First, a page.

|3rd Hemipteran-Plant Interactions Symposium
|Fereres, Alberto [Scientific Committee]; et al.
|Hemipterans are probably the most damaging agricultural pests worldwide not only as direct pests but also most importantly as vectors of plant pathogens. This is because of their unique feeding habits, great dispersal capacity, high population growth rate and ability to adapt and explore new habitats. Consequently, Hemipterans are well known as drivers of the emergence of new and existing plant-pathogenic viral and bacterial diseases. Examples of hemipterans acting as vectors of devastating emerging diseases in agriculture in the last decade include phloem feeders such as psyllids, transmitting Candidatus Liberibacter spp. associated with citrus huanglongbing, potato zebra chip and other vegetable disorders, as well as xylem-feeders such as sharpshoorters and spittlebugs, transmitting Xylella fastidiosa to vineyards in the USA or to olives in Italy. In addition, whiteflies and aphids cause year after year serious problems as virus vectors in horticultural crops all over the world. Hemipterans are also well known because of their high ability to develop resistance to insecticides, overcome host plant resistance genes and lack of susceptibility to most modern biotechnology-based approaches (eg. BT crops). Consequently, an interdisciplinary discussion forum of scientists working in different aspects of Hemipteran-Plant Interactions is strongly needed to tackle existing and future threats. The next 2017 Hemipteran-Plant Interactions Symposium (HPIS 2017) to be held in Madrid, Spain is the 3rd of the series (1st in Piracicaba, Brazil in 2011; 2nd in Riverside, CA, USA in 2014) and will bring together entomologists with expertise in phytophagous hemipterans and their host-plant interactions, plant physiologists and molecular biologists with expertise in plant defense, plant pathologists interested in transmission of plant pathogens, plant breeders and crop management specialists interested in pest and disease control. Presentations will be organized in cohesive sections covering a broad range of studies from basic aspects of systematics and plant-insect-pathogen interactions to more applied approaches focused on management of Hemipteran pests/plant diseases. [Information of the supplier]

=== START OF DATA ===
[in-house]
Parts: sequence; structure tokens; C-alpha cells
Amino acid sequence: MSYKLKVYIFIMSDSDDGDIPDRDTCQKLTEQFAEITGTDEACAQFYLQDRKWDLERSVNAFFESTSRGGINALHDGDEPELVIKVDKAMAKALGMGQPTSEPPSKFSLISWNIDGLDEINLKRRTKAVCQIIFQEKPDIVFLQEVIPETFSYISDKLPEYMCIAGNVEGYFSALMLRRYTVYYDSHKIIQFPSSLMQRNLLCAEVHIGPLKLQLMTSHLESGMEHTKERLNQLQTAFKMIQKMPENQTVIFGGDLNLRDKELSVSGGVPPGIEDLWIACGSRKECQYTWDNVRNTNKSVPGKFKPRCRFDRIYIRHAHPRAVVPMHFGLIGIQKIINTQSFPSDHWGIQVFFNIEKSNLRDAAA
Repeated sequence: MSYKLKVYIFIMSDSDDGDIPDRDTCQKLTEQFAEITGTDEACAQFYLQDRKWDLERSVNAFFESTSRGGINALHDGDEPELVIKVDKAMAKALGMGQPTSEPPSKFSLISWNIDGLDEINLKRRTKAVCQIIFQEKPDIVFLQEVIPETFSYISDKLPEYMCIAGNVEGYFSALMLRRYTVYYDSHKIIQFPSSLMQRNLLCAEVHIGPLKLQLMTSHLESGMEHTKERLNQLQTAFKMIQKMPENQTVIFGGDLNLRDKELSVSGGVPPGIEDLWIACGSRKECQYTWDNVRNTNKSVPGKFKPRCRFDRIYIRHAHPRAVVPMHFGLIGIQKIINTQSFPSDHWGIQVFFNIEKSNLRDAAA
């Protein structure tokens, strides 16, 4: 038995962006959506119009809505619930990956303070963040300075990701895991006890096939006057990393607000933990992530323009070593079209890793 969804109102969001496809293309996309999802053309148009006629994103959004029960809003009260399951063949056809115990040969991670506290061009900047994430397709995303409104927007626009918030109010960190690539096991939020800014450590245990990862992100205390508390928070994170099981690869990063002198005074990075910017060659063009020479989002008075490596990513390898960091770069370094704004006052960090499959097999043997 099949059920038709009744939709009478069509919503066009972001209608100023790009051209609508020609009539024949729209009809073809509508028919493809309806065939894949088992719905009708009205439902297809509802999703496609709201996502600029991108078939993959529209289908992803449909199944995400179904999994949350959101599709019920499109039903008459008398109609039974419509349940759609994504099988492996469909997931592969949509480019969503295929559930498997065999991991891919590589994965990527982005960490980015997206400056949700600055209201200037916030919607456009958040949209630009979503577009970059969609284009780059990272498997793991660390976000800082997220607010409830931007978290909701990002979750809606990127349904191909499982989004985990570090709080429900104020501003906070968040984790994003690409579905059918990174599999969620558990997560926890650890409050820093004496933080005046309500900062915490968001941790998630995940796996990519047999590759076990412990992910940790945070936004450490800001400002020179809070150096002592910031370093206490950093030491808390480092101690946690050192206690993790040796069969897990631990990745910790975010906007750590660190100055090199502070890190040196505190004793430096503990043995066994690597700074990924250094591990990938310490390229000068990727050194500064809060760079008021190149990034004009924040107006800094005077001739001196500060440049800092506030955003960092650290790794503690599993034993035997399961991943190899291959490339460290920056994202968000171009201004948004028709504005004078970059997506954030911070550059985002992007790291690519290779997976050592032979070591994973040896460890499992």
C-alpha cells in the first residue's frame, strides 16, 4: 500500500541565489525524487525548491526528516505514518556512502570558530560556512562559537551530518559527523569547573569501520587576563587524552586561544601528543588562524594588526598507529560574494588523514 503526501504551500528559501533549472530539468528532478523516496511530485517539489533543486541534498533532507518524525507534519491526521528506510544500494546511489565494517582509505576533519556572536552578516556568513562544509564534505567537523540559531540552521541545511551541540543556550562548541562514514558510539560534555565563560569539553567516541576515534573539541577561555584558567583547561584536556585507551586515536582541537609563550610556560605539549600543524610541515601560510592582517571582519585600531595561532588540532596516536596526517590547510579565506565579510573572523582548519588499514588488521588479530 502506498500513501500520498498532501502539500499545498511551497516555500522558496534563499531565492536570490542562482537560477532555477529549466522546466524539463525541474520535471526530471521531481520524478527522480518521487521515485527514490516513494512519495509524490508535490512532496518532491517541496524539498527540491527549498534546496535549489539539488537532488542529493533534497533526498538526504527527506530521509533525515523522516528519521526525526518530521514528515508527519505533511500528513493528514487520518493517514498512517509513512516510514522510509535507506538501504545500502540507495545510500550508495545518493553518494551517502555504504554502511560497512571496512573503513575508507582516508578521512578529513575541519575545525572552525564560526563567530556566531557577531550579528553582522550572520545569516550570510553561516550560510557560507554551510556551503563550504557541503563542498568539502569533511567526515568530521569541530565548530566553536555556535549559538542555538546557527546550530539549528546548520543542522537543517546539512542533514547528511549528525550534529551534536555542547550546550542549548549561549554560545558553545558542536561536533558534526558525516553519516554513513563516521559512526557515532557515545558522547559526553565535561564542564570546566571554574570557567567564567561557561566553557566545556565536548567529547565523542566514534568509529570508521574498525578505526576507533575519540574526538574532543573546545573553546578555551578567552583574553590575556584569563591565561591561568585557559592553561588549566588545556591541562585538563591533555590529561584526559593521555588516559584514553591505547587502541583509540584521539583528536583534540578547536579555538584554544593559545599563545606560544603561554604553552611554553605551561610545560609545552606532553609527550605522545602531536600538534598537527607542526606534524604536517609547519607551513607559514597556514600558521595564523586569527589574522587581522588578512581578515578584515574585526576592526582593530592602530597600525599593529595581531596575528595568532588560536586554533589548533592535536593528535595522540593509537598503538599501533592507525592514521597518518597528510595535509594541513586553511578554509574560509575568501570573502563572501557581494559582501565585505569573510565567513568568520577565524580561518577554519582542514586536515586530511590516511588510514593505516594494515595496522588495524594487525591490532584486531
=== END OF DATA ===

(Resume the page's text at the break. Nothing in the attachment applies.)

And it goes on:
Homoptera, Heteroptera, Anoplura, Mallophaga, Thysanoptera (595.75)
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